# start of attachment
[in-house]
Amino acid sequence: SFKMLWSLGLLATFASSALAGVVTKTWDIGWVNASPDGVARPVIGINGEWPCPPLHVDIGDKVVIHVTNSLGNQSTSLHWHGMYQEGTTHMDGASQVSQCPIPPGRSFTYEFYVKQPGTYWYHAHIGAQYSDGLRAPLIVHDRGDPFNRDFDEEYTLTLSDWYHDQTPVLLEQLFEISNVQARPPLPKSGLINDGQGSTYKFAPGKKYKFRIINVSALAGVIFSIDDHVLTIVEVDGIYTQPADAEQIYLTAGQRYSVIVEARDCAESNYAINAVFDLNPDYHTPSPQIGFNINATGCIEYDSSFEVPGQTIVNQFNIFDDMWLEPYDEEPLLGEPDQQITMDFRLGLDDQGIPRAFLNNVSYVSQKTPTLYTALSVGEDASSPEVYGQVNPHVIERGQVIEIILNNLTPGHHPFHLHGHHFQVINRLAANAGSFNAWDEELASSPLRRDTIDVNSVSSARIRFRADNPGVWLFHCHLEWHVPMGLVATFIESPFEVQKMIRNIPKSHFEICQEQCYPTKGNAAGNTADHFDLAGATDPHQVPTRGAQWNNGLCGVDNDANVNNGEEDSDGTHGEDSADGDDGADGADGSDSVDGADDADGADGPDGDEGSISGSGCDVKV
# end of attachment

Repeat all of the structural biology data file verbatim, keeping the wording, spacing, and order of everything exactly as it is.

[in-house]
Amino acid sequence: SFKMLWSLGLLATFASSALAGVVTKTWDIGWVNASPDGVARPVIGINGEWPCPPLHVDIGDKVVIHVTNSLGNQSTSLHWHGMYQEGTTHMDGASQVSQCPIPPGRSFTYEFYVKQPGTYWYHAHIGAQYSDGLRAPLIVHDRGDPFNRDFDEEYTLTLSDWYHDQTPVLLEQLFEISNVQARPPLPKSGLINDGQGSTYKFAPGKKYKFRIINVSALAGVIFSIDDHVLTIVEVDGIYTQPADAEQIYLTAGQRYSVIVEARDCAESNYAINAVFDLNPDYHTPSPQIGFNINATGCIEYDSSFEVPGQTIVNQFNIFDDMWLEPYDEEPLLGEPDQQITMDFRLGLDDQGIPRAFLNNVSYVSQKTPTLYTALSVGEDASSPEVYGQVNPHVIERGQVIEIILNNLTPGHHPFHLHGHHFQVINRLAANAGSFNAWDEELASSPLRRDTIDVNSVSSARIRFRADNPGVWLFHCHLEWHVPMGLVATFIESPFEVQKMIRNIPKSHFEICQEQCYPTKGNAAGNTADHFDLAGATDPHQVPTRGAQWNNGLCGVDNDANVNNGEEDSDGTHGEDSADGDDGADGADGSDSVDGADDADGADGPDGDEGSISGSGCDVKV